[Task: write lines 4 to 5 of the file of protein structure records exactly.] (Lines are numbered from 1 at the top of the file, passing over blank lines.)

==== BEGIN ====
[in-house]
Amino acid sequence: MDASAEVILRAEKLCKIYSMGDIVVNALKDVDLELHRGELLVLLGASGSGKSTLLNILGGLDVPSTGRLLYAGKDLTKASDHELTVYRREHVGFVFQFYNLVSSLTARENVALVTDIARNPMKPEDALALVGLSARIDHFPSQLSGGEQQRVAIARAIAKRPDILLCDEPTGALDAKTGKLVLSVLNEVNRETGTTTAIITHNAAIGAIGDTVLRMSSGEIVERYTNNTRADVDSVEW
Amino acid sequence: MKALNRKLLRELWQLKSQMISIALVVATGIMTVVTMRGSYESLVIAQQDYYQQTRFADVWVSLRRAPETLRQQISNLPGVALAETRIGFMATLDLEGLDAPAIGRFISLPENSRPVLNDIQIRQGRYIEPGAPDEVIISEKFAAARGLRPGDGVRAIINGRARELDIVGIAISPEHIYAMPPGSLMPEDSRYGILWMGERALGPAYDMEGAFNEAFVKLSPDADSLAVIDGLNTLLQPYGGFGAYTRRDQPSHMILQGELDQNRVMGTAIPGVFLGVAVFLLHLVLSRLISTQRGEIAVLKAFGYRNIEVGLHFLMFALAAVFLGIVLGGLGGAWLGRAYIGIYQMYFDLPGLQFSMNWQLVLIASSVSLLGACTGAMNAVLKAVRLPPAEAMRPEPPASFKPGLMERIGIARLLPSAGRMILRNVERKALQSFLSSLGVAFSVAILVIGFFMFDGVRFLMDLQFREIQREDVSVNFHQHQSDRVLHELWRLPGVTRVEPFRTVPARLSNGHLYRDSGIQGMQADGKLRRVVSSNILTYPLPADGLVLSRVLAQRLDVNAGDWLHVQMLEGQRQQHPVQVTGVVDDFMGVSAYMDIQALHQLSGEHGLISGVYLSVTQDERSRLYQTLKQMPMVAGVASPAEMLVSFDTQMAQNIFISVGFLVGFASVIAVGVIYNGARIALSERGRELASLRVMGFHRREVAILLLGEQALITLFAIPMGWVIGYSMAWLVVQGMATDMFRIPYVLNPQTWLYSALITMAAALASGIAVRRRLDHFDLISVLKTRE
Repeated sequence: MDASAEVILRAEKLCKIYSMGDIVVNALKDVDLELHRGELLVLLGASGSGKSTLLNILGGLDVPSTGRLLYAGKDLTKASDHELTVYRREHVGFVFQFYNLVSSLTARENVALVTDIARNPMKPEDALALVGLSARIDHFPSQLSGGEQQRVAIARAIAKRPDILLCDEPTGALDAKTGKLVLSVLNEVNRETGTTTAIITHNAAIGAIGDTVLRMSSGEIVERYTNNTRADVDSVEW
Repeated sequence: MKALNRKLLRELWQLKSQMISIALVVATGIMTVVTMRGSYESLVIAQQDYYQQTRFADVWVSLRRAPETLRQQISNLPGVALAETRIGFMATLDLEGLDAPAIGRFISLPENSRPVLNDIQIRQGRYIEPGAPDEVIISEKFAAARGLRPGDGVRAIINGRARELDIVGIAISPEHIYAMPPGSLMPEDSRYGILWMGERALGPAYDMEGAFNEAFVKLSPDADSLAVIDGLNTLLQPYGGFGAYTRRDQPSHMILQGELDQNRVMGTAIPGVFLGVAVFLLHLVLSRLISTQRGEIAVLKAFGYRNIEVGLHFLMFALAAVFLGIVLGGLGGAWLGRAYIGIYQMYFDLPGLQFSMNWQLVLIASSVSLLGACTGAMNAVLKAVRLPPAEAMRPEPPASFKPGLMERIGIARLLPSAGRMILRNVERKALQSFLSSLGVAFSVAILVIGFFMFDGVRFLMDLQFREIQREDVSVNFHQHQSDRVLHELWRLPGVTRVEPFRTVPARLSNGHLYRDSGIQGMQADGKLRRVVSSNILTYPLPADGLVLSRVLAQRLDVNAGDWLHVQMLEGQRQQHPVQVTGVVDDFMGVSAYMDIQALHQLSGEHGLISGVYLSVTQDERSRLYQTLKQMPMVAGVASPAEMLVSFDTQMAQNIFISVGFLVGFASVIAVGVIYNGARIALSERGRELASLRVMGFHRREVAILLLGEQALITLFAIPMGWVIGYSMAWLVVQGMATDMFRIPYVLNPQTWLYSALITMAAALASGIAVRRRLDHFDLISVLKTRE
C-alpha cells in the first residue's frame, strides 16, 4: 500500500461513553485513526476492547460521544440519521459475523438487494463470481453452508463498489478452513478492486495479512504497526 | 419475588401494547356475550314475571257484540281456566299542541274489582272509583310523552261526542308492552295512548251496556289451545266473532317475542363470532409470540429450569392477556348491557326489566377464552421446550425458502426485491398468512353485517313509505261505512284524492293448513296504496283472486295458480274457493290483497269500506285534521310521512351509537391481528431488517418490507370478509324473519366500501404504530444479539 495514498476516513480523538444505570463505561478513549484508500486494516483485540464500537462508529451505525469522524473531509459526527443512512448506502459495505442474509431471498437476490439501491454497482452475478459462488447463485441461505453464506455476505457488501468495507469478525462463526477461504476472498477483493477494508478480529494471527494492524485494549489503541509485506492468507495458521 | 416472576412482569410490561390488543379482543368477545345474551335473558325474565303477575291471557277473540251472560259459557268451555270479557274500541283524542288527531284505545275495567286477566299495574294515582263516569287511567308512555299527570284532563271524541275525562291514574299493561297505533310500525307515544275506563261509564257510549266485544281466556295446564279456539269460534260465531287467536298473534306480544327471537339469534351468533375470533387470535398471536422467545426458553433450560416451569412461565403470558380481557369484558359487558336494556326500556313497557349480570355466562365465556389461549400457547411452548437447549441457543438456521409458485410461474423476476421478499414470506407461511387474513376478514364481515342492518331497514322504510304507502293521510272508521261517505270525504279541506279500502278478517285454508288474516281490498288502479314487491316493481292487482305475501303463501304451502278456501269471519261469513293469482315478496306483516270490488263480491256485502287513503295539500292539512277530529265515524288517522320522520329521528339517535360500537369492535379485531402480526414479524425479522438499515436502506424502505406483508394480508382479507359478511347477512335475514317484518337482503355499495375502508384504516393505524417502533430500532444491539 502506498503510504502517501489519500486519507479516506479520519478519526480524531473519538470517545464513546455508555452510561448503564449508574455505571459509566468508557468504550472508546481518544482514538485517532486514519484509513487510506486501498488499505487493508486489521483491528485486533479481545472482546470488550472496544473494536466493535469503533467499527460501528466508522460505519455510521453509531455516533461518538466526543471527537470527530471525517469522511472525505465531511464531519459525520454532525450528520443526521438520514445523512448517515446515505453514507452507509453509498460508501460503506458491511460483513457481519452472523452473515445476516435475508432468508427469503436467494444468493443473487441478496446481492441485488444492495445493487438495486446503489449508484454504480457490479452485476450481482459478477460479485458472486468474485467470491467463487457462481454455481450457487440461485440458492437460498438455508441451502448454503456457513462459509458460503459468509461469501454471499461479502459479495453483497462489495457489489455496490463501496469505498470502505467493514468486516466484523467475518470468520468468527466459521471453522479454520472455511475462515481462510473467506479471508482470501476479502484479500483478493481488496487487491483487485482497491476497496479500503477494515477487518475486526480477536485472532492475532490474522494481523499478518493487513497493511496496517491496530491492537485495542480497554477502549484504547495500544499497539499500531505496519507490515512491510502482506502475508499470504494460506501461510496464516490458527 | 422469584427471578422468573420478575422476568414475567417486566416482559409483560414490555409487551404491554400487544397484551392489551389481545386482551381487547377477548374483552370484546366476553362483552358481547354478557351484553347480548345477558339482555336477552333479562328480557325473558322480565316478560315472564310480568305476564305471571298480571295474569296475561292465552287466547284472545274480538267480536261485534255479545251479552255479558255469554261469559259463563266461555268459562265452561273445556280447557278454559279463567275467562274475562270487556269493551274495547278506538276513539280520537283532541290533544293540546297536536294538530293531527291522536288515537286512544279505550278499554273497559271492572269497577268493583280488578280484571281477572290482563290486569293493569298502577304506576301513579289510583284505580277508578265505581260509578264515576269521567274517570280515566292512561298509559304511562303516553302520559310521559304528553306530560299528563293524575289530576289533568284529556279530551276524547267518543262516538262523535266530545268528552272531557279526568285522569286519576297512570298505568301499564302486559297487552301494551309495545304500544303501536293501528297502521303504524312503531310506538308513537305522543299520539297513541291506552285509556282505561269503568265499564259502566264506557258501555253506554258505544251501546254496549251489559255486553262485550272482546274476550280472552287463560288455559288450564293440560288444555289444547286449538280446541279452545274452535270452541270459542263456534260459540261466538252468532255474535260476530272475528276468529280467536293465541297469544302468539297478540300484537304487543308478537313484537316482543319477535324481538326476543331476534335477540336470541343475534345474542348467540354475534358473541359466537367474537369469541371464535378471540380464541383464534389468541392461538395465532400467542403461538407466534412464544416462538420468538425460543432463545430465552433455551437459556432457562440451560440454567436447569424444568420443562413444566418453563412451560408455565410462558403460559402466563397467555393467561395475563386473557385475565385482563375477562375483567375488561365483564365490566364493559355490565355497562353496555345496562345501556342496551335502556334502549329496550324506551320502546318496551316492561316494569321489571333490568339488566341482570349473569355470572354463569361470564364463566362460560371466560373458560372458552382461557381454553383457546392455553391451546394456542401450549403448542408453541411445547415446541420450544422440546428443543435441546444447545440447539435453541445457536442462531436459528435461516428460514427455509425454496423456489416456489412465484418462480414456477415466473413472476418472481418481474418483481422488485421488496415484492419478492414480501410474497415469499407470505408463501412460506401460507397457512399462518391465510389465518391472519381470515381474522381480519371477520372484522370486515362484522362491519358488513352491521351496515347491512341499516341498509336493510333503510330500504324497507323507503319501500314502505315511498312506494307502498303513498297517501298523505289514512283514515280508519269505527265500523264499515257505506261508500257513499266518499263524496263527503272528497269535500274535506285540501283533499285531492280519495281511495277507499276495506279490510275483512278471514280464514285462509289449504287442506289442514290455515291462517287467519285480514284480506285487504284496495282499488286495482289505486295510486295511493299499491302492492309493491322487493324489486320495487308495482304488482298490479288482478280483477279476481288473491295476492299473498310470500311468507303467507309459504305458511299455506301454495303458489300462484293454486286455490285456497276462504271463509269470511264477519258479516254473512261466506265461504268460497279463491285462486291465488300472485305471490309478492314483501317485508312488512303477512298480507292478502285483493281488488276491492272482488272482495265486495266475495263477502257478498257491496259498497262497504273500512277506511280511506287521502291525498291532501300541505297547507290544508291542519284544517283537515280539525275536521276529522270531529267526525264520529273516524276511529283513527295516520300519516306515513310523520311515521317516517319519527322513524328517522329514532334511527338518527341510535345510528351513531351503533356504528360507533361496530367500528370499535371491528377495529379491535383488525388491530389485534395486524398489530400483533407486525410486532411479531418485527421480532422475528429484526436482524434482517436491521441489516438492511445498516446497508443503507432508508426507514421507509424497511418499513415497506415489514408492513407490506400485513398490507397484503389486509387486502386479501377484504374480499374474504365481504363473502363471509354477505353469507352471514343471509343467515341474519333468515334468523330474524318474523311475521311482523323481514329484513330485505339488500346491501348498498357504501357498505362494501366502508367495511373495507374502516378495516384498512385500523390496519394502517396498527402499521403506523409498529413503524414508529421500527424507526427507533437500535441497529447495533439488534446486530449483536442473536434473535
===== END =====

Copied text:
Repeated sequence: MDASAEVILRAEKLCKIYSMGDIVVNALKDVDLELHRGELLVLLGASGSGKSTLLNILGGLDVPSTGRLLYAGKDLTKASDHELTVYRREHVGFVFQFYNLVSSLTARENVALVTDIARNPMKPEDALALVGLSARIDHFPSQLSGGEQQRVAIARAIAKRPDILLCDEPTGALDAKTGKLVLSVLNEVNRETGTTTAIITHNAAIGAIGDTVLRMSSGEIVERYTNNTRADVDSVEW
Repeated sequence: MKALNRKLLRELWQLKSQMISIALVVATGIMTVVTMRGSYESLVIAQQDYYQQTRFADVWVSLRRAPETLRQQISNLPGVALAETRIGFMATLDLEGLDAPAIGRFISLPENSRPVLNDIQIRQGRYIEPGAPDEVIISEKFAAARGLRPGDGVRAIINGRARELDIVGIAISPEHIYAMPPGSLMPEDSRYGILWMGERALGPAYDMEGAFNEAFVKLSPDADSLAVIDGLNTLLQPYGGFGAYTRRDQPSHMILQGELDQNRVMGTAIPGVFLGVAVFLLHLVLSRLISTQRGEIAVLKAFGYRNIEVGLHFLMFALAAVFLGIVLGGLGGAWLGRAYIGIYQMYFDLPGLQFSMNWQLVLIASSVSLLGACTGAMNAVLKAVRLPPAEAMRPEPPASFKPGLMERIGIARLLPSAGRMILRNVERKALQSFLSSLGVAFSVAILVIGFFMFDGVRFLMDLQFREIQREDVSVNFHQHQSDRVLHELWRLPGVTRVEPFRTVPARLSNGHLYRDSGIQGMQADGKLRRVVSSNILTYPLPADGLVLSRVLAQRLDVNAGDWLHVQMLEGQRQQHPVQVTGVVDDFMGVSAYMDIQALHQLSGEHGLISGVYLSVTQDERSRLYQTLKQMPMVAGVASPAEMLVSFDTQMAQNIFISVGFLVGFASVIAVGVIYNGARIALSERGRELASLRVMGFHRREVAILLLGEQALITLFAIPMGWVIGYSMAWLVVQGMATDMFRIPYVLNPQTWLYSALITMAAALASGIAVRRRLDHFDLISVLKTRE